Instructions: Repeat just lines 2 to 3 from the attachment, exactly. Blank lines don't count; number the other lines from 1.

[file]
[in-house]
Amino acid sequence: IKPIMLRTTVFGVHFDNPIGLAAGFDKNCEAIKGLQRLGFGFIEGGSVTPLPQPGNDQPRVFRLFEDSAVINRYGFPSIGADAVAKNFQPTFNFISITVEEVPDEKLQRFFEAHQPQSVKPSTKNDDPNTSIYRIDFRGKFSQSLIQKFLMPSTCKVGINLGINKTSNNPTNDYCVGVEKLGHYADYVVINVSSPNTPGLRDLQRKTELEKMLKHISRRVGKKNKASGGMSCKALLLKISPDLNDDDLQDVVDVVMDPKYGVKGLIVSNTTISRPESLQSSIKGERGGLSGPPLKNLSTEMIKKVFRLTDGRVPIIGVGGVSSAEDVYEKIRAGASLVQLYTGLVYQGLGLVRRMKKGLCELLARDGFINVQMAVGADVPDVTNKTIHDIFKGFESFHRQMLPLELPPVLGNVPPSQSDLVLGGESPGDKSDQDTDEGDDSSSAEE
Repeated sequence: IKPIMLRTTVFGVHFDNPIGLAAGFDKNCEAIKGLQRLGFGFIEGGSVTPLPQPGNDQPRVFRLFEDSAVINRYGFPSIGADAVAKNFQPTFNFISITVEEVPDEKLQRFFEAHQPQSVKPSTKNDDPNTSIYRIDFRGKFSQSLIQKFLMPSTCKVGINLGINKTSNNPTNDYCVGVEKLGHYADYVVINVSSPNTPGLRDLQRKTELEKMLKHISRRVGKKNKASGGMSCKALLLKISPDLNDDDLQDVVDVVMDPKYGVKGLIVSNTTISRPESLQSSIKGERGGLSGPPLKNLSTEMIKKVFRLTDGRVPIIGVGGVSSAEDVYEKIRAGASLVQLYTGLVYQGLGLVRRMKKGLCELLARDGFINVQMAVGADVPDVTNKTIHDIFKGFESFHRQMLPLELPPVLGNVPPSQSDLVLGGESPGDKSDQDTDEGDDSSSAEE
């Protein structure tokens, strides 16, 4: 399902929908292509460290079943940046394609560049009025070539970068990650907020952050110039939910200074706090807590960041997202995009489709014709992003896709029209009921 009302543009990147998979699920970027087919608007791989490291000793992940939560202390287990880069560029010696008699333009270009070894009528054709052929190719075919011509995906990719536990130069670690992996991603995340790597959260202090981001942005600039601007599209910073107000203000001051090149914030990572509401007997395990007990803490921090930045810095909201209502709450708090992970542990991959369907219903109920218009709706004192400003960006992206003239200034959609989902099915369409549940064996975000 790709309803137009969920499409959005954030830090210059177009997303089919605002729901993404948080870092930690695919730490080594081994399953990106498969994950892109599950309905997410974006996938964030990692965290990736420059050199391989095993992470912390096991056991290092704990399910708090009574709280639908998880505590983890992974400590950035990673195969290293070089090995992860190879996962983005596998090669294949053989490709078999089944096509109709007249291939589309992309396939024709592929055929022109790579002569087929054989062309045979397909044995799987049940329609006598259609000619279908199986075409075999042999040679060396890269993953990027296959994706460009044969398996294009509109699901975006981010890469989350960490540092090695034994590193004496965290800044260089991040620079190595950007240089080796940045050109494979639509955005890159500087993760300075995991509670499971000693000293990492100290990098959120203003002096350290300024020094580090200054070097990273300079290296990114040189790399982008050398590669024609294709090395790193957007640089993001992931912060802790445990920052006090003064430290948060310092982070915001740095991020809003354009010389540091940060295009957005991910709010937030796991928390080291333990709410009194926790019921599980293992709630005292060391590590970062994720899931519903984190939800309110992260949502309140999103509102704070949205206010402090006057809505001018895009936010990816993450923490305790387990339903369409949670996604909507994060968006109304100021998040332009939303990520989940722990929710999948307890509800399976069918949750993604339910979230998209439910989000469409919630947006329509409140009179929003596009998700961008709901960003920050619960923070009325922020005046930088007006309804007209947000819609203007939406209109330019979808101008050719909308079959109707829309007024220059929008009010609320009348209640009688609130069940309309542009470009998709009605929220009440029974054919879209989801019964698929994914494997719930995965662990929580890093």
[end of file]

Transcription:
Amino acid sequence: IKPIMLRTTVFGVHFDNPIGLAAGFDKNCEAIKGLQRLGFGFIEGGSVTPLPQPGNDQPRVFRLFEDSAVINRYGFPSIGADAVAKNFQPTFNFISITVEEVPDEKLQRFFEAHQPQSVKPSTKNDDPNTSIYRIDFRGKFSQSLIQKFLMPSTCKVGINLGINKTSNNPTNDYCVGVEKLGHYADYVVINVSSPNTPGLRDLQRKTELEKMLKHISRRVGKKNKASGGMSCKALLLKISPDLNDDDLQDVVDVVMDPKYGVKGLIVSNTTISRPESLQSSIKGERGGLSGPPLKNLSTEMIKKVFRLTDGRVPIIGVGGVSSAEDVYEKIRAGASLVQLYTGLVYQGLGLVRRMKKGLCELLARDGFINVQMAVGADVPDVTNKTIHDIFKGFESFHRQMLPLELPPVLGNVPPSQSDLVLGGESPGDKSDQDTDEGDDSSSAEE
Repeated sequence: IKPIMLRTTVFGVHFDNPIGLAAGFDKNCEAIKGLQRLGFGFIEGGSVTPLPQPGNDQPRVFRLFEDSAVINRYGFPSIGADAVAKNFQPTFNFISITVEEVPDEKLQRFFEAHQPQSVKPSTKNDDPNTSIYRIDFRGKFSQSLIQKFLMPSTCKVGINLGINKTSNNPTNDYCVGVEKLGHYADYVVINVSSPNTPGLRDLQRKTELEKMLKHISRRVGKKNKASGGMSCKALLLKISPDLNDDDLQDVVDVVMDPKYGVKGLIVSNTTISRPESLQSSIKGERGGLSGPPLKNLSTEMIKKVFRLTDGRVPIIGVGGVSSAEDVYEKIRAGASLVQLYTGLVYQGLGLVRRMKKGLCELLARDGFINVQMAVGADVPDVTNKTIHDIFKGFESFHRQMLPLELPPVLGNVPPSQSDLVLGGESPGDKSDQDTDEGDDSSSAEE